The signs are that her views are shared by some AUT members. Under a union rule, a group of rebel academics has collected 25 signatures calling for a special council meeting to vote down the decision. The AUT received the plea on Tuesday this week. Under the rule it must hold the meeting after 21 days and not later than 35 days hence.

The rebels have formed a group called Engage, with its own website - - which seeks to pursue projects that link British academics with Israeli Jews, Israeli Arabs and Palestinians. It is critical of the occupation of the West Bank and Gaza, and of Ariel Sharon, but it believes in dialogue. Two of the principal rebels are Jon Pike, senior lecturer in philosophy at the Open University, and David Hirsh, sociology lecturer at Goldsmiths College. Pike criticises the boycott as follows: "I am a philosopher and I am in favour of talking to people and arguing with them," he says. "When they act in a way that I disagree with, I think I should tell them so, not turn my back on them. Second, the debate was held undemocratically. There were no speakers taken against the boycott motions. Third, singling out Israel in this way is inconsistent and unjust. There are many other nations engaging in serious infringements of human rights - for example, China, Russia, Burma, North Korea and Syria. More than that, I think the debate was pursued by the boycotters in a dishonest and disingenuous way. The AUT council has defeated calls for a general boycott of Israeli universities in the past, so the boycotters tried to make specific and individual cases but then presented them as a decision to boycott 'a quarter of Israel's universities'. The analogy between Israel and South Africa is politically illiterate. Israel's universities are relatively open institutions, certainly compared with Arab ones. The conflict in the Middle East can only be resolved by a two-states solution. In South Africa there were not two nations."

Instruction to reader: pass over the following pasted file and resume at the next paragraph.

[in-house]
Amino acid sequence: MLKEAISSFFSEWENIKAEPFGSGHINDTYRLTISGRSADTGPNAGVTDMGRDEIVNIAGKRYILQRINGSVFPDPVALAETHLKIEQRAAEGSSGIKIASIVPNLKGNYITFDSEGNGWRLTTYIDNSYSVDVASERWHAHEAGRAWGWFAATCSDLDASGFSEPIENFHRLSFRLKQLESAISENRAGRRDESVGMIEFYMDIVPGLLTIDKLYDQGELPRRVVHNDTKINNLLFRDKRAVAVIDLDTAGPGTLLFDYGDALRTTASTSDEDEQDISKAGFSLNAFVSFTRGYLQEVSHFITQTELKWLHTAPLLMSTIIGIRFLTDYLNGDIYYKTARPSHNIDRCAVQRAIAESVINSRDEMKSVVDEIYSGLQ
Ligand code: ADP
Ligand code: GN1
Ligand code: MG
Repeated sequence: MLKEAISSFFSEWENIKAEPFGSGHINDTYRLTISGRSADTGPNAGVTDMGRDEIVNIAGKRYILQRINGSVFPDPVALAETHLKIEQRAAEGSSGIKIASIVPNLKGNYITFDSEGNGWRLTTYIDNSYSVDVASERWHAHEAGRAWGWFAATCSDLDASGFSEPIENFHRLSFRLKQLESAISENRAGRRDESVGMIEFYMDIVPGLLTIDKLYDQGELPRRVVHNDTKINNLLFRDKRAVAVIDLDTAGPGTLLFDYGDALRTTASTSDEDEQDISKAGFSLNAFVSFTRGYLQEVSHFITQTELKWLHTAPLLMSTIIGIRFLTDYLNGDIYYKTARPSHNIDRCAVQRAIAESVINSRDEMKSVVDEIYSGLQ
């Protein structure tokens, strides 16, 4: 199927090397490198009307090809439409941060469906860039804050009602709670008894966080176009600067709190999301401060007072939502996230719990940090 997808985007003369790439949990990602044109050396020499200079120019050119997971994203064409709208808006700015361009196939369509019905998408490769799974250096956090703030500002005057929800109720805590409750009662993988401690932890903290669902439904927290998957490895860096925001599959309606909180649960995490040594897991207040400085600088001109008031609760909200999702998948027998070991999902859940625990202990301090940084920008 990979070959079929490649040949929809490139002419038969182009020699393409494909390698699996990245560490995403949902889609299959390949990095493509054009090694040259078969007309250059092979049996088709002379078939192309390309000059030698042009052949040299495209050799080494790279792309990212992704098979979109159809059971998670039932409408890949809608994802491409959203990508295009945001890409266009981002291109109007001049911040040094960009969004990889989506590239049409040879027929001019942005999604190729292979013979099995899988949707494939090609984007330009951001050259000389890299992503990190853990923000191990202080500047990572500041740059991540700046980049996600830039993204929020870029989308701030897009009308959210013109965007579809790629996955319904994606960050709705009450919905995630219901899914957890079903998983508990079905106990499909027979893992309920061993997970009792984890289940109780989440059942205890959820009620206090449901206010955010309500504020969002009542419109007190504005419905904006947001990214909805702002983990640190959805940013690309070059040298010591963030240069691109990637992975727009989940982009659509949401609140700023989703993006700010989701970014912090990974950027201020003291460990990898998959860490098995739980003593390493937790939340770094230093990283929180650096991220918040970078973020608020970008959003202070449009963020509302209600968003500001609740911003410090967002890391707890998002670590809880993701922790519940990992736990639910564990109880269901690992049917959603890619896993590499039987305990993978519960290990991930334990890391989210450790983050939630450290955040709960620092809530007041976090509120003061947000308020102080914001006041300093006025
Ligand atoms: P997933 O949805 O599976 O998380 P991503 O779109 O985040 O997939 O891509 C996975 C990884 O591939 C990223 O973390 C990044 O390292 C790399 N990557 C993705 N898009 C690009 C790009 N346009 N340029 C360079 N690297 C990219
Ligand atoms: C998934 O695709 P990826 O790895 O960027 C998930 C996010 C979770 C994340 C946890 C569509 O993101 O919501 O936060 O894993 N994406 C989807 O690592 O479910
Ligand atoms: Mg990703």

According to David Hirsh, the AUT's position focuses on the wrong people. To refuse to talk to people in higher education is not sensible, he says. "Israeli universities are real universities, not machines that reproduce government propaganda. They're the best of Israeli society, and Haifa University has a seriously high proportion of Palestinian academics and students. It is a mistake to compare Israel with apartheid in South Africa. Israeli universities are mixed; Palestinians and Jews are educated together. In Israel, people are not formally classified by race. And Palestinians have the vote. Yes, there are discriminatory laws and there is equivocation on equal rights, but it's not apartheid."

Lucy Hodges